regenerates all men to Himself!
Then Hunt examines the issue of ability by showing, through scripture, that
cannot does not always signify inability, but frequently unwillingness as well. Knowing this, it removes all basis for the Calvinist to claim any scripture saying that depraved sinners lack any ability to believe in Christ. As already explained, Calvinism errs in equating spiritual, figurative
death to physical, literal death, such that no
regeneration is even necessary in order for a person to place faith in Christ, and hence no special
Response, by James White
White seems to begin his response with an excuse to ignore more of Hunt’s argumentation, judging it to be so full of errors as to exceed his word count limit. This is his second such complaint and excuse.
White accuses Hunt of confusing regeneration with
the entirety of salvation, but must infer that Hunt even said this. After repeating earlier assertions on faith being a gift, White lumps all of Hunt’s quoted scriptures under
empty rhetoric, never grasping the fact that neither he nor Hunt can manufacture scriptures that mention the Calvinist invention of
regeneration. How can Hunt be expected to quote scriptures about
regeneration when none exist? And whether White used the term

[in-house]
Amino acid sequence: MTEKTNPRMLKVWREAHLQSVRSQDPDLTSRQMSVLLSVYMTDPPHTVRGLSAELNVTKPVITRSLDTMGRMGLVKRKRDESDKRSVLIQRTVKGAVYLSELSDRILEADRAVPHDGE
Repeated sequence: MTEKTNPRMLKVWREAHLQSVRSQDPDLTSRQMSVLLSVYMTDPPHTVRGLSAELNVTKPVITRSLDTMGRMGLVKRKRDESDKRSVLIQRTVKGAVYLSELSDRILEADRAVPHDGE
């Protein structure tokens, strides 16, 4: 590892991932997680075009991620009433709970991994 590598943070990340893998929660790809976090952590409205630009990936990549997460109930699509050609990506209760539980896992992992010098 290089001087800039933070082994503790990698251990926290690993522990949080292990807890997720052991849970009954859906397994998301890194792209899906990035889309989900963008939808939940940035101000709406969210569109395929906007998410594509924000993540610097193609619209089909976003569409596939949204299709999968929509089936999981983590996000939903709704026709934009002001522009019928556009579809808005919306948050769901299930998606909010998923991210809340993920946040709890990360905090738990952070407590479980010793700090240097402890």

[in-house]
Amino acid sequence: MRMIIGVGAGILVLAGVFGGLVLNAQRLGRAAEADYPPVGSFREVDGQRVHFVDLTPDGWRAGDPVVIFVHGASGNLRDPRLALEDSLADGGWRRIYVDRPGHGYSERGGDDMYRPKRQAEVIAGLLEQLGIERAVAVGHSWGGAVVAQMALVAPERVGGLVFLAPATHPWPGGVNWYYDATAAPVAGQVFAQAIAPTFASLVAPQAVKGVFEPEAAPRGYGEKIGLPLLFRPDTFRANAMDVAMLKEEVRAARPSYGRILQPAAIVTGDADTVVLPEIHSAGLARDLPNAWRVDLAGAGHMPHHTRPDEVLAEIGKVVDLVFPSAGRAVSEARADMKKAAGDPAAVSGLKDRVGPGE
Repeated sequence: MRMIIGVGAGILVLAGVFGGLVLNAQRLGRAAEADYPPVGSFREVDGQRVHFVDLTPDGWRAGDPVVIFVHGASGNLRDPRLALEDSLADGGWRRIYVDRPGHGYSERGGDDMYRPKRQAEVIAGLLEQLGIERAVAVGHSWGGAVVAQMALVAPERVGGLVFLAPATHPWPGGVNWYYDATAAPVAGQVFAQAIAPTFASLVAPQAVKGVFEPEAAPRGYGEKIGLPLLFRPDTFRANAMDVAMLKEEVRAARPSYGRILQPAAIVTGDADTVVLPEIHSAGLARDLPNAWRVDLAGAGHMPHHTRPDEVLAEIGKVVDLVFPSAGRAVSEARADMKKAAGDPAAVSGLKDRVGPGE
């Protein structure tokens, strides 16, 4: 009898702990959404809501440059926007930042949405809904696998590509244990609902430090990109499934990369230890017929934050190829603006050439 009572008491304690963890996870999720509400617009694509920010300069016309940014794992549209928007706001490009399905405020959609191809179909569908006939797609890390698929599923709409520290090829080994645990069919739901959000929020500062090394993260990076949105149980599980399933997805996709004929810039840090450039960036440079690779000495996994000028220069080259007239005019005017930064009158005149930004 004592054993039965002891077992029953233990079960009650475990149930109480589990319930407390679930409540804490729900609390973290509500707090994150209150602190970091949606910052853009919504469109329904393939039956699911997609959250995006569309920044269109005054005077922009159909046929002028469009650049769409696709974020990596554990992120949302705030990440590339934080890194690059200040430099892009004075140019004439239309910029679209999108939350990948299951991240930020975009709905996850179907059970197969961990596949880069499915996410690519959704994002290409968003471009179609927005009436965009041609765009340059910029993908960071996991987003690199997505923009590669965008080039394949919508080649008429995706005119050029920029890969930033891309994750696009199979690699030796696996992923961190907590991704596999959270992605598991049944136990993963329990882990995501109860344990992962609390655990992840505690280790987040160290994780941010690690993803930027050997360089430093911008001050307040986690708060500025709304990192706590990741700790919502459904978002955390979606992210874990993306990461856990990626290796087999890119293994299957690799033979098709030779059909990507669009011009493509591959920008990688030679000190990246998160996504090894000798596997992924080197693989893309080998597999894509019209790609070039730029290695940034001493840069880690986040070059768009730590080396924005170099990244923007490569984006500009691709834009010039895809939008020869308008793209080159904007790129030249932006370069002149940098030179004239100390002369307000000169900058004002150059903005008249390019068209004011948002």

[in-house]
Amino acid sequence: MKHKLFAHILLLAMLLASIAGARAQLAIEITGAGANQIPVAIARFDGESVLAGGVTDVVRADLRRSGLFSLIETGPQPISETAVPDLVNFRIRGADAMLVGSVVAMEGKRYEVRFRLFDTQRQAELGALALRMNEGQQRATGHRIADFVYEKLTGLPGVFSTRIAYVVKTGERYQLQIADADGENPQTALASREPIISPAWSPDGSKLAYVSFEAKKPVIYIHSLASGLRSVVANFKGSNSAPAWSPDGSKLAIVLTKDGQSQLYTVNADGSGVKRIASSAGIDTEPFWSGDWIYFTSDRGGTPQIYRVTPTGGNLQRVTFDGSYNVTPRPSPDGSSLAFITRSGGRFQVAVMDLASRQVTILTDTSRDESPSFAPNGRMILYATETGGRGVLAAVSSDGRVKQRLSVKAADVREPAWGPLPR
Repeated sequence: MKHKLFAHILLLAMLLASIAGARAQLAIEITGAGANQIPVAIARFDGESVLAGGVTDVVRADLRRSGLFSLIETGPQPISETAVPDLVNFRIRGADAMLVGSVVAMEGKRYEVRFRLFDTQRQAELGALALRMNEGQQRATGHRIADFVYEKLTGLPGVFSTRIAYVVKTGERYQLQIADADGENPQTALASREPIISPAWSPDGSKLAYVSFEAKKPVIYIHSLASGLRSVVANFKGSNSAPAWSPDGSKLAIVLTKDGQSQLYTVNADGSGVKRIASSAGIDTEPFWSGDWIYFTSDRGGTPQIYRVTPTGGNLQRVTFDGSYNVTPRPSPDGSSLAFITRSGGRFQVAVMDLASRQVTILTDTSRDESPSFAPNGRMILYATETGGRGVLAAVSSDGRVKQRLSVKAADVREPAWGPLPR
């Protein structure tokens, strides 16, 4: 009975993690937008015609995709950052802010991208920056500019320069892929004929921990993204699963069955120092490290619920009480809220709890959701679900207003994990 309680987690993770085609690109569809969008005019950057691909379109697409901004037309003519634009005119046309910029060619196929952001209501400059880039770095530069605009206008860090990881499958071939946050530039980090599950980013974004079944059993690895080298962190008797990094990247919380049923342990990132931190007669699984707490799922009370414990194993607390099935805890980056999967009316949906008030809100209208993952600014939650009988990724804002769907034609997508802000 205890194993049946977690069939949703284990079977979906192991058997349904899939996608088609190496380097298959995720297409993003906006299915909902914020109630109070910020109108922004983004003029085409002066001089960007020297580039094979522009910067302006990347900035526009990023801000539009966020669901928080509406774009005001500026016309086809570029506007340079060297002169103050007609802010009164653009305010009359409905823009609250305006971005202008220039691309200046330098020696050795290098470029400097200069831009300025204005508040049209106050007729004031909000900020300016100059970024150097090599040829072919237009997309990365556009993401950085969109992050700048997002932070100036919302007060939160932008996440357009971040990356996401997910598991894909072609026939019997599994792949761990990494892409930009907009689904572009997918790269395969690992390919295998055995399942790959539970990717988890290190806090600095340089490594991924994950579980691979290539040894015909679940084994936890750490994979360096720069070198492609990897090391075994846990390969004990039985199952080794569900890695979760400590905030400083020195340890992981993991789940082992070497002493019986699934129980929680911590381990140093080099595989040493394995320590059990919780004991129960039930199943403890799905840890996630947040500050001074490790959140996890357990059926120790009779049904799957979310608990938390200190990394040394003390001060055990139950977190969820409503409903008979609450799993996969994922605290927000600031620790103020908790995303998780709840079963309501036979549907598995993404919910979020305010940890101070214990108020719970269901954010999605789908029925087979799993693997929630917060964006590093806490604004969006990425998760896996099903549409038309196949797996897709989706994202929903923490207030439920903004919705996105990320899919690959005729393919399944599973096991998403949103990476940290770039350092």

special to describe the ability to be saved or not, he does teach the concept, which is what Hunt responded to. Yet when Hunt only appears to teach something by inference, White wants the right to treat it as an explicit teaching.
And if I had a nickel for every instance of the word
tradition in White’s writing, I’d be rich.
He goes on to insist that
draw does indeed mean
regeneration but never explains that verse he has yet to face, where Jesus said He’d
draw all men to Himself. And of course he berates Hunt for allegedly failing to explain only the verses he’d like to use. Then he complains about
Hunt’s refusal to see these texts outside of his interpretation, which of course is a complaint Hunt could launch against White just as easily. And the expanded quote he offers to replace the shorter
misleading one Hunt provided does even more damage to his argument, since it clearly states what he denies it states: that man is
incapable... to submit himself to that gospel nor to
understand and embrace the gospel. In addition, there are no scriptures that provide such minute details in what the lost can or cannot do; it all must come from inference based upon the presumption of Calvinism in the first place. Why White keeps expecting Hunt to argue from that premise is truly puzzling.